One of the partners was a Los Angeles-based private equity company that also invested in BigRentz. The company, St. Cloud Capital, brought Cannon together with BigRentz founder Dallas Imbimbo, who is, as Cannon puts it, “a serial entrepreneur” but not an operations type. Imbimbo was looking for someone to take over the operations of BigRentz and decided Cannon was a good fit. Imbimbo stayed on as chairman of the board, while Cannon took over as CEO, later becoming board chairman as well, with Imbimbo remaining on the board.

While Cannon was new to the rental industry, he understood the immediacy of the rental transaction. “I was involved in a ‘same day, next flight out’ business – specimens, medical devices, aviation equipment -- so if you needed to get the item to New York today, that’s what I did,” he says. “We would have 15 different alerts on every order so with everything that was going on you could track it in real time, see a picture of an airplane that was flying it, see a picture of a vehicle on the street, we could track it at all times. This industry will get closer to that eventually because the technology is there.”

A niche within a niche

BigRentz sees itself as a niche player in the equipment rental industry. It doesn’t see itself competing for the large industrial jobs or high visibility major contractors on big jobsites that primarily do business with the large national rental companies.

“We really do well with small contractors, the guy who’s a sub of a sub,” says Cannon. “We’re looking for customers that have a wide geographic footprint, somebody who’s going to do 100 retrofits at Walgreen’s over a two-month period of time, and it’s got to be done over four states. That’s a natural customer for us because even the largest [rental] company in the world can’t fulfill that need from a competitive standpoint all the time. That’s a natural fit for BigRentz.

“And one of the reasons I’m here is that we look at the business differently today than we did a year or two ago. We’re much more efficient at how we market, who we market to, who our customers are. We’re not going after a $60 billion industry, we’re going after a $12 billion or $14 billion industry. And we’re very narrowly focused on a subset of customers that really work with a company like us, and that’s why we’ve had success.”

BigRentz is also a niche player when it comes to the type of equipment it rents, primarily specializing in boomlifts, scissorlifts, telehandlers and forklifts, which make up the majority of its rentals. It also offers some earthmoving equipment and light compaction machines.

“We’re going to put an emphasis this year in expanding our compact earthmoving equipment and some stuff on the maintenance side like floor scrubbers,” says Cannon. “We do some cranes and site services but it’s a small part of our business today.”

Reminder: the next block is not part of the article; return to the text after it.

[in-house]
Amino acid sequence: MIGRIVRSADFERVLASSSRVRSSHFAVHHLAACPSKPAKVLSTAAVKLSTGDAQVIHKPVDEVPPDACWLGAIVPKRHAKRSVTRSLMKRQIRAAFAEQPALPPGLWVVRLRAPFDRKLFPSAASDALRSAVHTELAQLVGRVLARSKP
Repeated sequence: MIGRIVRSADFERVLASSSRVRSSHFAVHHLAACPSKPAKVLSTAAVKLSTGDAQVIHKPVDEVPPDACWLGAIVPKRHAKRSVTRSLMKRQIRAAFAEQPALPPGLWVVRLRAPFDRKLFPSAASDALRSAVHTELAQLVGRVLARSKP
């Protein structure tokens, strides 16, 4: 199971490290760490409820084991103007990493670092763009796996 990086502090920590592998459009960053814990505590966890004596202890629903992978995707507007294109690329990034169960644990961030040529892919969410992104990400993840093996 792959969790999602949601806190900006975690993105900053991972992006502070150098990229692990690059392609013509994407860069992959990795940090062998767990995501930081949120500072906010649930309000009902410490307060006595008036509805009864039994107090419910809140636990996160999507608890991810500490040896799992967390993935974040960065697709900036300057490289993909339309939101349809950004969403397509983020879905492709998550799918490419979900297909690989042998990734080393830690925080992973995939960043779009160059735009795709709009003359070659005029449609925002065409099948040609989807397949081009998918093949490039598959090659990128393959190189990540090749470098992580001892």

Previous efforts by other companies to develop a portal approach to rental have tended to approach the market by trying to offer low rates, which is not the BigRentz philosophy.

“We’re never going to be a low-price provider, the prices we advertise online are market-based,” says Cannon. “We spend a lot of time and effort researching what rental companies are charging, we’re right in that middle road and that’s the approach we’re probably always going to take. We’re not here to hurt margins, we’re here to save the smaller suppliers and rental companies sales and marketing.”

Rather than attract rental companies by offering low rates to prospective customers, BigRentz tends to help smaller rental companies by offering marketing opportunities.

“Because they can’t compete with some of the larger companies in the space and we’re able to perfect our sales and marketing to help them,” Cannon points out. “I give the example of a local [rental] supplier. It’s really a true ‘mom and pop,’ it’s a husband and wife. We’ve been able to push them over 200 customers in the last year that they never would have seen because [the renters are] national accounts and [the husband and wife] don’t have the sales and marketing resources to reach them. And it has transformed their business, it’s generated hundreds of thousands of dollars in revenue that they quite frankly couldn’t otherwise get. And so that’s the kind of relationship we’re trying to have with the people in our network. Obviously with the larger companies we’re not as material, but we’re also a sales and marketing arm and help deal with a difficult customer base for them, a customer base they wouldn’t spend a lot of time and effort on. We aggregate that and put leads in their direction, and they’re usually pretty appreciative.”

Another smaller rental company was trying to do business with an Amazon fulfillment center about five miles from its rental center. Its salesmen were trying to get in the door for years but couldn’t because the person who does the ordering didn’t operate out of that location. That company’s first rental with Big Rentz was for that Amazon fulfillment center.